HAN-dy tip: Always get a local SIM card – with internet services, we can resolve most of the problems.

  • Food

Most elders really love their rice, especially when traveling to places without Asian cuisine and they are gonna miss (read: NEED) their rice a few days into the trip. So remember to try to find out the locally available Asian restaurants or get accommodation with cooking facilities and pack some rice along!

HAN-dy tip: Invest in a portable travel cooker and kettle if you are going on long trips. Hot food and drinks are a must for most parents/ aunties/ uncles/ grandparents!

  • Conflicts

When traveling, conflicts are going to happen – be it with your BFFs or spouse or your .elders There are typically two kinds of elders – those who need a lot of attention and those who try to avoid attention.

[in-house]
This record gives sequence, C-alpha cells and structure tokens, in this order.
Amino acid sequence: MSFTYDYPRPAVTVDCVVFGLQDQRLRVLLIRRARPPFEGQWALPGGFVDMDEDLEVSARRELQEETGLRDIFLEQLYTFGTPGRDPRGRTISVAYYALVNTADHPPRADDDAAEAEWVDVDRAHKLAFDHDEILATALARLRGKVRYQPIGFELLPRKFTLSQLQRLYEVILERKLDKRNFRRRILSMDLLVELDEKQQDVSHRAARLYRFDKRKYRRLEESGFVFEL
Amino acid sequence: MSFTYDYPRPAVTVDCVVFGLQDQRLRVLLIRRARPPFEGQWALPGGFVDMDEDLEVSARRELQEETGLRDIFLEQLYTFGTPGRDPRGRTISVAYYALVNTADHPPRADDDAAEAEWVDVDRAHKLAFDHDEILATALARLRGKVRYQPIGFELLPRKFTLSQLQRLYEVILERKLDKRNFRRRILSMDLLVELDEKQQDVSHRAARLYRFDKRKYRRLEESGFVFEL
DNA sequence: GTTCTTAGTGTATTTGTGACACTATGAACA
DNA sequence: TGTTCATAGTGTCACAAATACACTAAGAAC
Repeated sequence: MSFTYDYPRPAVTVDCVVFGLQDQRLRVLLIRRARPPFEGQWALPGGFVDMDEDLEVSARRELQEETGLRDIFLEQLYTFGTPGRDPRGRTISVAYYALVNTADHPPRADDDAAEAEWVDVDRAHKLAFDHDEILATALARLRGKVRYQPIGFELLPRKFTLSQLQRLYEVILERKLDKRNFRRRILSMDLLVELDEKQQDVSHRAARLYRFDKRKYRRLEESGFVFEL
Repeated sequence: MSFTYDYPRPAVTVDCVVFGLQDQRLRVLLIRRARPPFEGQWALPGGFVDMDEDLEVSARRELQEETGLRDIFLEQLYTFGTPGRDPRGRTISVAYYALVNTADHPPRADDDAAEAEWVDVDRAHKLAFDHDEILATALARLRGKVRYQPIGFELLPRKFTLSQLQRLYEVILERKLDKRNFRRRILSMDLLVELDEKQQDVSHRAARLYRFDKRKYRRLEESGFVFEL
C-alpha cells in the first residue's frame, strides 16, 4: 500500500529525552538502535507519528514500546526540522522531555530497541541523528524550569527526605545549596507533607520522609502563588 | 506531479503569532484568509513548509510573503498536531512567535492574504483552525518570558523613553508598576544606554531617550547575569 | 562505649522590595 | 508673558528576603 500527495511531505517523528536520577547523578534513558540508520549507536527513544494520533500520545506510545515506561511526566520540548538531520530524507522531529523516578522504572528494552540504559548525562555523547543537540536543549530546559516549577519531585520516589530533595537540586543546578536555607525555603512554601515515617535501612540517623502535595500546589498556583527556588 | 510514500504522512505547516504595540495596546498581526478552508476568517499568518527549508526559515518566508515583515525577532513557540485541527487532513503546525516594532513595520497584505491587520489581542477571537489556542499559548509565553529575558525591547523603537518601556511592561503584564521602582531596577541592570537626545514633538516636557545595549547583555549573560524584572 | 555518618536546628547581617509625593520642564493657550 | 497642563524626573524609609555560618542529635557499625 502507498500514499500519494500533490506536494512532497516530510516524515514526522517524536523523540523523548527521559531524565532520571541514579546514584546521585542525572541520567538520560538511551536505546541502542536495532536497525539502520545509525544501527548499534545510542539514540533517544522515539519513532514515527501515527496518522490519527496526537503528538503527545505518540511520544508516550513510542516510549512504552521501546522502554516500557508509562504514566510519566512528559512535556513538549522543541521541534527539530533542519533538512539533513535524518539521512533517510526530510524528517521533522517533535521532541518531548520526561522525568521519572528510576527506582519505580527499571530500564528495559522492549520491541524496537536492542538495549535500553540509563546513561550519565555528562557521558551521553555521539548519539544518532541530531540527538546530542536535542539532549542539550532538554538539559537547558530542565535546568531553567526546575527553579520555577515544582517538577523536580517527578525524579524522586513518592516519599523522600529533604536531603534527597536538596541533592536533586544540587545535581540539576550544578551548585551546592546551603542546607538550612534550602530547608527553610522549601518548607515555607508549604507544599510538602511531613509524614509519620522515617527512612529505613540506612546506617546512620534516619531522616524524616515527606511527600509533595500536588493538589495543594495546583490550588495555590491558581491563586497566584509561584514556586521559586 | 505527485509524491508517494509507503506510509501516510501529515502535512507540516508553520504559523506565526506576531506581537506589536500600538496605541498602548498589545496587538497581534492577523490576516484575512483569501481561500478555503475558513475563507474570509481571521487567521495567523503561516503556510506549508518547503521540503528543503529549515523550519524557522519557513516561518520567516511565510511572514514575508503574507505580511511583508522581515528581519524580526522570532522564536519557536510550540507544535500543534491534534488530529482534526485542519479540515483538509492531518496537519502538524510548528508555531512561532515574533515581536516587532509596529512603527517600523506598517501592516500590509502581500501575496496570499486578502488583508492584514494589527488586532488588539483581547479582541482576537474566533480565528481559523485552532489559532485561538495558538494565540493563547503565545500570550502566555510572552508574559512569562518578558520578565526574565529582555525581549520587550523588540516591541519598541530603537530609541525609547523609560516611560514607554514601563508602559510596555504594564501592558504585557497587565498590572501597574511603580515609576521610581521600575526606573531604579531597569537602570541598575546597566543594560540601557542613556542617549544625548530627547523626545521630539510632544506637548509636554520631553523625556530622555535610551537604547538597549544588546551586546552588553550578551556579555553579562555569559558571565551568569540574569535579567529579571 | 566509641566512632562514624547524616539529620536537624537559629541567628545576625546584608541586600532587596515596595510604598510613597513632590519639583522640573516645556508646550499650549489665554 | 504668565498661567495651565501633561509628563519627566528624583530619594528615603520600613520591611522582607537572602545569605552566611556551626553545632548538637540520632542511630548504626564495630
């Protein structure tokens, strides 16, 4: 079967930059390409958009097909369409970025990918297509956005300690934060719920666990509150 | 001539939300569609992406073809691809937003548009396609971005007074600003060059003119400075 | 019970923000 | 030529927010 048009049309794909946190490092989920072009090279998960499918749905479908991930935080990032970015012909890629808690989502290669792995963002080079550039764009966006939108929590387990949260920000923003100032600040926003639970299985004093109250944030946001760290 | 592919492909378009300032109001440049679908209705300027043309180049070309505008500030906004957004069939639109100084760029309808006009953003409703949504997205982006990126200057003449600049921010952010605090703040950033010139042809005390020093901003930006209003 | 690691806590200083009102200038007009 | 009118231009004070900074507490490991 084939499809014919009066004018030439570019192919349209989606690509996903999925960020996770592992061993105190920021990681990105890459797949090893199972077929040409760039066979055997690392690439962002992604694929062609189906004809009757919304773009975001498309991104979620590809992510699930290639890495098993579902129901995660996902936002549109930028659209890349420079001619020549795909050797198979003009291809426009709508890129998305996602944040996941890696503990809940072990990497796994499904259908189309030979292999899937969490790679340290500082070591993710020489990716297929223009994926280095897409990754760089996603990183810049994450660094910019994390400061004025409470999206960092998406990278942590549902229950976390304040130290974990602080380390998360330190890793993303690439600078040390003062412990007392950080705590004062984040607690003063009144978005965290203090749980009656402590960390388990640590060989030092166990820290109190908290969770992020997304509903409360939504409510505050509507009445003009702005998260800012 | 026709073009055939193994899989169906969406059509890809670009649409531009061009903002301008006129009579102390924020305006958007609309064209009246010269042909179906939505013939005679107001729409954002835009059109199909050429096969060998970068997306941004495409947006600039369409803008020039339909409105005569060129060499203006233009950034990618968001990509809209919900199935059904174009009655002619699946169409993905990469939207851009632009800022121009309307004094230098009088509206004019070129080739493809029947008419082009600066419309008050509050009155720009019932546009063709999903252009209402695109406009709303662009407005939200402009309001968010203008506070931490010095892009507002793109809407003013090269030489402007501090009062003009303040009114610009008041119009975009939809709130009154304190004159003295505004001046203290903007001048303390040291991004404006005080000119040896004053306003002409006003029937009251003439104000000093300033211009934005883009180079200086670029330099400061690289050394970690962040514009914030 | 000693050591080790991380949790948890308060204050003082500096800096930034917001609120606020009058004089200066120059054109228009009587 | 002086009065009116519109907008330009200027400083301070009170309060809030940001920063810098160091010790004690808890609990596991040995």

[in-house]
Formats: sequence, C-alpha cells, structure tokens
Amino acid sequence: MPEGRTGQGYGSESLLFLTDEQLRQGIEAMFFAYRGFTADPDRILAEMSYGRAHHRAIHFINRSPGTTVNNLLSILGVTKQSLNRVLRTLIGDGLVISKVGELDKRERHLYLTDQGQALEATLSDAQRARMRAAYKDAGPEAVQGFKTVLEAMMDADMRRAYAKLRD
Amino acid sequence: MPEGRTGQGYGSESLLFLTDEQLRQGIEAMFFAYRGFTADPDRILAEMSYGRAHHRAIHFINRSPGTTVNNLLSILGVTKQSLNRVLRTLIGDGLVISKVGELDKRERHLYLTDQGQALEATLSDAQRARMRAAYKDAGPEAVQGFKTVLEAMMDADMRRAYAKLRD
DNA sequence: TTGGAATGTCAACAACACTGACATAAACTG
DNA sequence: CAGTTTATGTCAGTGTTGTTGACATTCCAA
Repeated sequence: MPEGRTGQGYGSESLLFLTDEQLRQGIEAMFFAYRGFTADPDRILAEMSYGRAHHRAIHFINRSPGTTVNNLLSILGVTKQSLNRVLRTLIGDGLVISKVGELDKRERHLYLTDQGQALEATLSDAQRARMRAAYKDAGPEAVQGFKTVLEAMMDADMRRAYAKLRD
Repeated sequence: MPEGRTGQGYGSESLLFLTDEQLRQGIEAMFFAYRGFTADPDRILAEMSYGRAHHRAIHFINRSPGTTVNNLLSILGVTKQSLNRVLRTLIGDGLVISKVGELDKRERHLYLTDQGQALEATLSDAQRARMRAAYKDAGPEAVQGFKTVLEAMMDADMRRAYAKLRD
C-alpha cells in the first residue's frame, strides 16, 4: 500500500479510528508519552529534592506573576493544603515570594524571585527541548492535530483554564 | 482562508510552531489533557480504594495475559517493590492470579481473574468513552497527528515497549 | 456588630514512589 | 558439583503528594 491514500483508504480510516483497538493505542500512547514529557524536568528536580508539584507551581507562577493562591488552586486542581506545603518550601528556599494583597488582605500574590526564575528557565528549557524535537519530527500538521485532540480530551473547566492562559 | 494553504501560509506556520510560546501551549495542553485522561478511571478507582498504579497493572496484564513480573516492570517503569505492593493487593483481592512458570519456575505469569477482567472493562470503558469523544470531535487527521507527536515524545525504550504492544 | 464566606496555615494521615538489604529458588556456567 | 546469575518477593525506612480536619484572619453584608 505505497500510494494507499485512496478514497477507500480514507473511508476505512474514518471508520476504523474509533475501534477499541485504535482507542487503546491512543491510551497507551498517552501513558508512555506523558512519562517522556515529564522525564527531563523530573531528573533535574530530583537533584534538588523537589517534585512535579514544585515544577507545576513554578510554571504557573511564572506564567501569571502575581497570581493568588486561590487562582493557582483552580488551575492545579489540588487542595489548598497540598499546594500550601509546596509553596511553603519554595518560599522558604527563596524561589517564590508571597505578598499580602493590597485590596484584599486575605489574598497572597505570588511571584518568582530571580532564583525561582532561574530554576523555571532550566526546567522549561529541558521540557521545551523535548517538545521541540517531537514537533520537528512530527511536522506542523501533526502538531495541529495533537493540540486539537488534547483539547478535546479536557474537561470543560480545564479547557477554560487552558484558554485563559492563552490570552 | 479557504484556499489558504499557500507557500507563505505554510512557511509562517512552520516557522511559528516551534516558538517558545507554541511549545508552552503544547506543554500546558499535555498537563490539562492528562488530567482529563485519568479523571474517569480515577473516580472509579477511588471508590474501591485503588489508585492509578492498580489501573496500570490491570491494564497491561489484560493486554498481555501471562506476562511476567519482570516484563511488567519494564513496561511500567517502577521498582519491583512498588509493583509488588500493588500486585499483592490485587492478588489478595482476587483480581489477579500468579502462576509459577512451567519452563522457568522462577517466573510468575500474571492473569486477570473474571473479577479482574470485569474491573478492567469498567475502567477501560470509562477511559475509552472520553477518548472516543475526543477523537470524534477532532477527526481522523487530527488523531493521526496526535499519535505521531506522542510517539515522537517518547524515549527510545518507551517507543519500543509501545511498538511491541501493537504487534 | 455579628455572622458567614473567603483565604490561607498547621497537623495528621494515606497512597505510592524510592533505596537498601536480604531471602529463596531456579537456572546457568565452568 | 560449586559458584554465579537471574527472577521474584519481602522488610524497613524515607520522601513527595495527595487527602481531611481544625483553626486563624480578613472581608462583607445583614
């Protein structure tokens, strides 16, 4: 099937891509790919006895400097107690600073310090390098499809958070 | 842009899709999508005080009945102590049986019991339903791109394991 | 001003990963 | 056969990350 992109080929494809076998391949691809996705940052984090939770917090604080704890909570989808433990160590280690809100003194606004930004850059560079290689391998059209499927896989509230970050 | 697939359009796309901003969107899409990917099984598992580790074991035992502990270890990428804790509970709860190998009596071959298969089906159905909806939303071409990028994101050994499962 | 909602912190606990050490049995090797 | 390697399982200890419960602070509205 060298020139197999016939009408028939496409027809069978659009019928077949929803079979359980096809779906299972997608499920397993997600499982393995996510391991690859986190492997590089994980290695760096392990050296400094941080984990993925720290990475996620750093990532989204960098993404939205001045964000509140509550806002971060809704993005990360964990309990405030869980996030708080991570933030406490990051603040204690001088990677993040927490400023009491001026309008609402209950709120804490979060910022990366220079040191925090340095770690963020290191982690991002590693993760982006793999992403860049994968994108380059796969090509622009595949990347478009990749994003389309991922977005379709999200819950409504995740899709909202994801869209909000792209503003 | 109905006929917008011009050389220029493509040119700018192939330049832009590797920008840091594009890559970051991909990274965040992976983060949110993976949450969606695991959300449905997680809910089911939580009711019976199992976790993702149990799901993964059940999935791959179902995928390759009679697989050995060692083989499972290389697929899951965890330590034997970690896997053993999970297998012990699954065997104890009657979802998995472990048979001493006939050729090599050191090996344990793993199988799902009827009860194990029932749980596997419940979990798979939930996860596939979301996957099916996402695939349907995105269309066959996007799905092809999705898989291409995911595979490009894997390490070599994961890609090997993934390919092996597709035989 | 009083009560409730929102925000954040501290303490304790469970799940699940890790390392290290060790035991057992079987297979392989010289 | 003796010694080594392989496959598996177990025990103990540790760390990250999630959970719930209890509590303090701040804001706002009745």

Those who need a lot of attention: Give them the attention they need.

Those who try to avoid attention: Give them the attention they need.

Some of them might also nag a bit or do things you disapprove of during the trip and the best solution is to accommodate. Remember you were a little embarrassing (shrieking) and an exhausting bundle of joy many years ago and they accommodated you for so many years. It’s only fair that you return the favor, as long as it doesn’t cost any problem to others. Besides, they are not gonna change their character during the trip just because you’ve argued with them.

travel with elders
image via 素材风暴

HAN-dy tip: Frequently ask if your elders are hungry/ tired/ if they need to go to the toilet. Some might not do so as they worry about inconveniencing others. Make sure they pack their medications (if any) along.

See, it is not that difficult to travel with elders! Now all that is left is to book that long overdue trip! Keep calm and enjoy your holiday!

Also, check out

Travel with others – Make it or Break it?

Ways to save on trips

Full-time aspiring world traveller, most-of-the-night-time travel blogger. Always looking for the next vacation.